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      Alyssa, I am curious if you have ever tried armour thyroid? It is desiccated pig thyroid. Sounds gross, but replaces our own thyroid hormones. I am surprised so many on here are on chemical replacement. Just a thought. There is a website..don’t know if I am allowed to share, if not I guess it will be removed…stopthethyroidmadness. There are some very educated people who should be able to help you.

      Reply
    • June 25, 2013 at 8:58 am
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      Hi Alyssa,
      First, there are several medication options, so do not give up. There is more than one generic Levoxyl so you could try another brand, or there are some other types of thyroid meds, including the “natural” versions. I’m not sure what your other symptoms are, but have you talked with your doctors, an endocrinologist or a good general physician? And maybe your obgyn too.
      I don’t know the author, but I looked around for a good list of the options, and I found a blog you might want to look at: http://hypothyroidmom.com/which-is-the-best-thyroid-drug-for-hypothyroidism/ That post has clear information about options for treatments.

      Reply
  • September 5, 2013 at 3:04 pm
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    Hello Kelly
    I have R.A.
    I am so worn out I cannot anything done.
    My Rhumey thinks it is a Thyroid problem.
    I go to G.P. next week.
    What tests will I need?
    Thank You.

    Reply
  • August 19, 2014 at 7:34 pm
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    I have taken thyroid meds for 42 years. And I have taken just about all of them at one time or another. And I am really questioning the motives behind all these formula changes. I am no longer able to get levothroid, because I am told It is no longer being made. So, I was prescribed the generic.(I too am allergic to many of the others). It is horrible. I can’t remember from one moment to the next. My legs & feet swell all the time. I can barely get out of bed in the morning because I am in pain.I have arthritis too.It is appalling to me that they can change your meds without your knowledge let alone approval. I feel like I am part of an experiment. I don’t trust any of these companies or the doctors anymore. I wouldn’t be surprised if they are trying to thin the herd. Less cost for them.And isn’t that what America is all about anymore? Money. Over health.? To put it bluntly, I am sick of these companies & doctors playing GOD with my life. I might as well be dead because it’s made me almost a vegtable.

    Reply
  • March 13, 2015 at 7:55 am
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    I have had RA since childhood. Degenerative disk as well. Then I suspect thyroid disease after I had my 3rd child. Doctors put me on anxiety meds or antidepressants as I alternated between hypo and hyper. In the end I nearly died. I ended up passing out while visiting my mom in the hospital. My white blood cell count was 35k. I had vertigo and aphasia. My organs were beginning to shut down. They slammed me with antibiotics and steroids. Nobody figured out Hashimotos. I was in for a week and didn’t feel right after. About a year later I went back to college. A human bio Prof had us do a weight and excersize project. I gained weight during it. She told me “you have an endocrine disorder.” Based on other symptoms like hair loss and a persistent rash on my hands and face she said to ask my doctor. I did. They gave me a script for Prozac. I threw it out and after 15 years with that doc got a new one and asked for thyroid and antibody tests. I was a hashi mess. I am allergic to levoxothyrine. I had a headache for two straight months and itchy hands feet and face on it. Levoxyl was wonderful. I felt great lost weight…loved it. Got put on syntharoid after the recall. Had to add a ton of vitamin d supplements to my diet…but feel better…but have put on 26 pounds since going on it. Thinking of switching back to new post recall Levoxyl…not sure what to do. Have you switched back?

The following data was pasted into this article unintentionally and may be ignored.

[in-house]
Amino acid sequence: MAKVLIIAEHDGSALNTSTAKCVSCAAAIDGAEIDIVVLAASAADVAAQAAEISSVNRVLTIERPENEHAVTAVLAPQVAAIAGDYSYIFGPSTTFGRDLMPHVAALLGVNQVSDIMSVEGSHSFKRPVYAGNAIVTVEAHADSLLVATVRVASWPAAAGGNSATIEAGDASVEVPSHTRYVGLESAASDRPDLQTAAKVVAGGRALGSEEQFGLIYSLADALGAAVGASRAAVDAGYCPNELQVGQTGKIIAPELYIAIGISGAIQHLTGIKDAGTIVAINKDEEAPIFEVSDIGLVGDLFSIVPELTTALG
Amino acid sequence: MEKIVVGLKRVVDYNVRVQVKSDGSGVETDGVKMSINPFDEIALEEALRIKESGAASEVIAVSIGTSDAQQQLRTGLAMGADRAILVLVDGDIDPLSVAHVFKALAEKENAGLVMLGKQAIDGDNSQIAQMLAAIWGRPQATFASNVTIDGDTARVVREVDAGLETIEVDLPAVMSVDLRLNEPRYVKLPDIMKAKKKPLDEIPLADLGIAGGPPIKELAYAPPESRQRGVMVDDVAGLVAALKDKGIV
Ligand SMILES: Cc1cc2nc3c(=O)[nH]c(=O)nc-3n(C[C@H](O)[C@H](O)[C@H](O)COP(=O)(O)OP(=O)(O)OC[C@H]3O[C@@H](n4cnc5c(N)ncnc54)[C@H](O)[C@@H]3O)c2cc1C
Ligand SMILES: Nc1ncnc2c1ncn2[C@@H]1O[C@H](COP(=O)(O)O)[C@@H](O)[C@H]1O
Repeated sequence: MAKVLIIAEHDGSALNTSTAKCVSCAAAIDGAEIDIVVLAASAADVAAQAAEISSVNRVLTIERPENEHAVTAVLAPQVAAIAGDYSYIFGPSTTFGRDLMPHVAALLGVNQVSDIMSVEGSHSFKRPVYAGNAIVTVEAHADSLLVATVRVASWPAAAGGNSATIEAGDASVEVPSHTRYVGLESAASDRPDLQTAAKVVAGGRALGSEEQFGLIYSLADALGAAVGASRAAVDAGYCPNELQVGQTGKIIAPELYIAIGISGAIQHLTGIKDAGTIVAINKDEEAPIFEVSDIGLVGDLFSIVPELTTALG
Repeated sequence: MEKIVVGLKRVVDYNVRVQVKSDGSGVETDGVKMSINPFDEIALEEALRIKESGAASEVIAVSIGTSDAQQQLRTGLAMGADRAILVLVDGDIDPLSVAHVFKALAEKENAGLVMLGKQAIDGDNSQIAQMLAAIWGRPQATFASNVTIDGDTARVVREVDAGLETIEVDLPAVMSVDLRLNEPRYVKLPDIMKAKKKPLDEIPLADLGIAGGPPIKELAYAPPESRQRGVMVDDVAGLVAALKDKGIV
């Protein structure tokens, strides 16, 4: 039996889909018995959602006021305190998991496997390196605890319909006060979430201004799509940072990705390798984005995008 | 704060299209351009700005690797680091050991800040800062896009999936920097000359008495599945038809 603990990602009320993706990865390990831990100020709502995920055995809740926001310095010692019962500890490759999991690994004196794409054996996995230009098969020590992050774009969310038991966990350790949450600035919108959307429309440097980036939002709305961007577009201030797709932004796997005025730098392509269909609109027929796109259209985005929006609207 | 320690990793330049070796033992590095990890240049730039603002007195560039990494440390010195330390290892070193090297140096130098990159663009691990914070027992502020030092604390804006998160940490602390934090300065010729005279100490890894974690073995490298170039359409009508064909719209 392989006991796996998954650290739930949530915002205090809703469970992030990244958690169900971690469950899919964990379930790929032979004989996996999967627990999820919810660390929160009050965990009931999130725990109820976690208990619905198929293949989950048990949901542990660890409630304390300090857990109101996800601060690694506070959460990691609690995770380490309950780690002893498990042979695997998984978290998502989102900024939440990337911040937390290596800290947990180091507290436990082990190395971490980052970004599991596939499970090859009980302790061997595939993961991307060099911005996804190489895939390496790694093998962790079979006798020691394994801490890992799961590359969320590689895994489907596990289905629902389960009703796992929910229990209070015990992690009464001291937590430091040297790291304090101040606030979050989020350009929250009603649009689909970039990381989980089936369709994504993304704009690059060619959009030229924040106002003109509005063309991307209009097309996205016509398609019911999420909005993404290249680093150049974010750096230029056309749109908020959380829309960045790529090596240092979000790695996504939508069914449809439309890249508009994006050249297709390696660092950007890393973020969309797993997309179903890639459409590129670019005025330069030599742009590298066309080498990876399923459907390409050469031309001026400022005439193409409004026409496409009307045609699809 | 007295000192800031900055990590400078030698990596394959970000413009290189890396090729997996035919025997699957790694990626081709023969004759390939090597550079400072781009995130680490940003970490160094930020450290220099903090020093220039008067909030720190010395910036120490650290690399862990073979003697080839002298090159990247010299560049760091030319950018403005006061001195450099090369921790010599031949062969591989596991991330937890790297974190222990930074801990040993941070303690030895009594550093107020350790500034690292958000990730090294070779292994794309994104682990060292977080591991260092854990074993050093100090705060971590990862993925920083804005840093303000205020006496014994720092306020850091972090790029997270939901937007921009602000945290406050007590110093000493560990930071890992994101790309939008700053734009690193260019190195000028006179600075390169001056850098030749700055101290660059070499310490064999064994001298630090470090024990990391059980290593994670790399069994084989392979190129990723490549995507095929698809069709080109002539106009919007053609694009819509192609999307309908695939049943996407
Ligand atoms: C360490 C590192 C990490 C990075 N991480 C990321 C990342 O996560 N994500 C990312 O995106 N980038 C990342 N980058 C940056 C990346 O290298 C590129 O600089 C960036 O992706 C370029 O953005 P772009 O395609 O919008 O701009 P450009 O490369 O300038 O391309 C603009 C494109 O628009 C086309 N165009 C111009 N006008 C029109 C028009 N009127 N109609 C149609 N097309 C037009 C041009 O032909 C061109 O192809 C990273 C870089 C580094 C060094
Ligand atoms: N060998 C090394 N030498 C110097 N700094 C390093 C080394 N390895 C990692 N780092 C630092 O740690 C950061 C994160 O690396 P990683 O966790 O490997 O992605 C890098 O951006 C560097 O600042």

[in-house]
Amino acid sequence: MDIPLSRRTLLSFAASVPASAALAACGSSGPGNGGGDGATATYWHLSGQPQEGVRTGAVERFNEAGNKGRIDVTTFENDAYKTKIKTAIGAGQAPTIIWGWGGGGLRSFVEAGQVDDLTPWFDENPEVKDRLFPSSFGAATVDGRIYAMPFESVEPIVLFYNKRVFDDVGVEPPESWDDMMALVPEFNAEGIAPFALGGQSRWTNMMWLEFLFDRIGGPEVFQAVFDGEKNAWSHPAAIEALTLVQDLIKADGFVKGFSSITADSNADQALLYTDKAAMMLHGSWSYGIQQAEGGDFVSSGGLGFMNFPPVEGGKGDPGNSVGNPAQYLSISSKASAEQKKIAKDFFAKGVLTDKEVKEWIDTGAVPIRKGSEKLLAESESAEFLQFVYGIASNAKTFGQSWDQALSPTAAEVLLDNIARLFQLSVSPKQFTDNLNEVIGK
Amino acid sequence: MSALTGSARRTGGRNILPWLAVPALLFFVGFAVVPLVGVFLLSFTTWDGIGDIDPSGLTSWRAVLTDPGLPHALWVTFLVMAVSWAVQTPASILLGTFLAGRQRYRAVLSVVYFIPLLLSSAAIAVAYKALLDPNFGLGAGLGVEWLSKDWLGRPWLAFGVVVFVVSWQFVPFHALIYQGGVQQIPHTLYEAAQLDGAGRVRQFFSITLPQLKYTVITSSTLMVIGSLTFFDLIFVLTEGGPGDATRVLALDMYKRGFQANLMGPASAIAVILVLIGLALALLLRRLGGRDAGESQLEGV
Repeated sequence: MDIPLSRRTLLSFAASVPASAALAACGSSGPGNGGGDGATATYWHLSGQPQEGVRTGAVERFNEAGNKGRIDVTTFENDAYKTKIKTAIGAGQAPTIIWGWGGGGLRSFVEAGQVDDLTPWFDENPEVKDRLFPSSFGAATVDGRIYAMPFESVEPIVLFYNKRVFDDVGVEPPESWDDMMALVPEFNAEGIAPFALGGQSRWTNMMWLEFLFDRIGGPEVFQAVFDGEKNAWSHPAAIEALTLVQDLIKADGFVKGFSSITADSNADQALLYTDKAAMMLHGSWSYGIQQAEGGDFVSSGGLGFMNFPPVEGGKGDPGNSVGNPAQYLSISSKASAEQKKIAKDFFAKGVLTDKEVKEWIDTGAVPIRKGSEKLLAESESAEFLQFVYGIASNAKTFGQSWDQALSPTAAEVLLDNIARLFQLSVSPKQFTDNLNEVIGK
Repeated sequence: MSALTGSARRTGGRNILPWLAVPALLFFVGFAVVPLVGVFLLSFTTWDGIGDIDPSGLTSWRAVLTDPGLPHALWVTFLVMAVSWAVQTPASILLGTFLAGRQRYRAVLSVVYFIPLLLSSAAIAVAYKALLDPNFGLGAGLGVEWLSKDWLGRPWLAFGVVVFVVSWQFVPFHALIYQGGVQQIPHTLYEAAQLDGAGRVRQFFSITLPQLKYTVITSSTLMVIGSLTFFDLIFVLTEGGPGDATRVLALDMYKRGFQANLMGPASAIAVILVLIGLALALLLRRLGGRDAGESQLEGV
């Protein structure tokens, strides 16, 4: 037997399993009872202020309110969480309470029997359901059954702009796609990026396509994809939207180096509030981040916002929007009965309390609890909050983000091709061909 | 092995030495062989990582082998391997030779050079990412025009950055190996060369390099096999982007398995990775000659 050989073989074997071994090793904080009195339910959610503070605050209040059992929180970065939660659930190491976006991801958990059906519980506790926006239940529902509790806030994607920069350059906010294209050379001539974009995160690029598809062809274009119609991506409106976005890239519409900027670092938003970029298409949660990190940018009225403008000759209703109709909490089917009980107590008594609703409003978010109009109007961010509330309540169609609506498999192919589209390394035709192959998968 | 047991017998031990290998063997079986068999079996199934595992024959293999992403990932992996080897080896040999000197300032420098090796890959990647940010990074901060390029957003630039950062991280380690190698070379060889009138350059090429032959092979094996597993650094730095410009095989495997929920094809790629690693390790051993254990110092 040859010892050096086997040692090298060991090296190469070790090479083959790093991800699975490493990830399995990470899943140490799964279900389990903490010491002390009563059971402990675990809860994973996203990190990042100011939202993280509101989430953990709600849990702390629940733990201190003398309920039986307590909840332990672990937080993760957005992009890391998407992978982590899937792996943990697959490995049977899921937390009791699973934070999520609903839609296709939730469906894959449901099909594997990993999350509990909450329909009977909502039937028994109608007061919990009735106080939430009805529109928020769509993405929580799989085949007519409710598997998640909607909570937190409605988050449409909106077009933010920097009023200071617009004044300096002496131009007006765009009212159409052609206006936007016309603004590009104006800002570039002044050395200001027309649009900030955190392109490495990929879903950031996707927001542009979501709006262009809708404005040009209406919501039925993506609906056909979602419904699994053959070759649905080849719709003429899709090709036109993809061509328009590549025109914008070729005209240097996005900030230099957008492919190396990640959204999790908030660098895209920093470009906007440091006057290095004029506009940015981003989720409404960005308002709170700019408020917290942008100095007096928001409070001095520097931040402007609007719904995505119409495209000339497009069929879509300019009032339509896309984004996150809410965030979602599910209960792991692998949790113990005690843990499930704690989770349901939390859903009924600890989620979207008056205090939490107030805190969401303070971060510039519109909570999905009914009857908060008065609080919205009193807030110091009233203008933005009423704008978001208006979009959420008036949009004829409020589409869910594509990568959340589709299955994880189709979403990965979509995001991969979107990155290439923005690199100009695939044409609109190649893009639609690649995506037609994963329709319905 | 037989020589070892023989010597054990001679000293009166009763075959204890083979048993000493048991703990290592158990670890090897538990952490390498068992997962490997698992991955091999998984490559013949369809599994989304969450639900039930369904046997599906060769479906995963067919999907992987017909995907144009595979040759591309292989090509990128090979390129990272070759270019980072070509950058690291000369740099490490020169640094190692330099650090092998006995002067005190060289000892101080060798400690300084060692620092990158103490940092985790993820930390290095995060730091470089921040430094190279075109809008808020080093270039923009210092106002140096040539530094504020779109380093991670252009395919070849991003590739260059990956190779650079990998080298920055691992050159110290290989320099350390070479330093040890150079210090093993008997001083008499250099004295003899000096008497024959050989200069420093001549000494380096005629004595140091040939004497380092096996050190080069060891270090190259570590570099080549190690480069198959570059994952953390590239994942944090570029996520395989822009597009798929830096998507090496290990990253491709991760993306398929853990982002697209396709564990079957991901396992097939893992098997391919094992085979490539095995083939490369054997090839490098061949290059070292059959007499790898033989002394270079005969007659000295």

Reply
    • December 6, 2015 at 4:52 pm
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      yes I did as soon as I could. it took a while to get it & insurance will no longer cover it (saying it is “an unnecessary drug”) since we survived the recall.

      Reply
  • August 11, 2016 at 11:18 pm
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    Thank you for taking the time to write this. After a bout of double lung pneumonia with sepsis, my perfect storm happened. As if managing HASHI’s and hypothyroidism isnt challenging enough, I’m now dealing with insurance company pressuring me to switch to a generic after getting dosage right and feeling better. I’ve read so many article, some helpful, some confusing. Your story helped me confirm my decision to stay with what works, despite the fact that it will cost me more money because it was just moved to the non-preferred lust by my insurance company.

    I see that this was written 3 years ago. Hoping that you are feeling the best you can be, and thanking you for your post!

    Sincerely, Carol

    Reply
  • January 12, 2017 at 4:48 pm
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    Has anyone ever tried ‘raw armor’…it’s given for hypothyroidism. I have only spoken to one person who was prescribed this, a nurse by the way, and she is very happy with the results. My husband was thinking about taking raw armor because he cannot get levoxyl anymore.

    Reply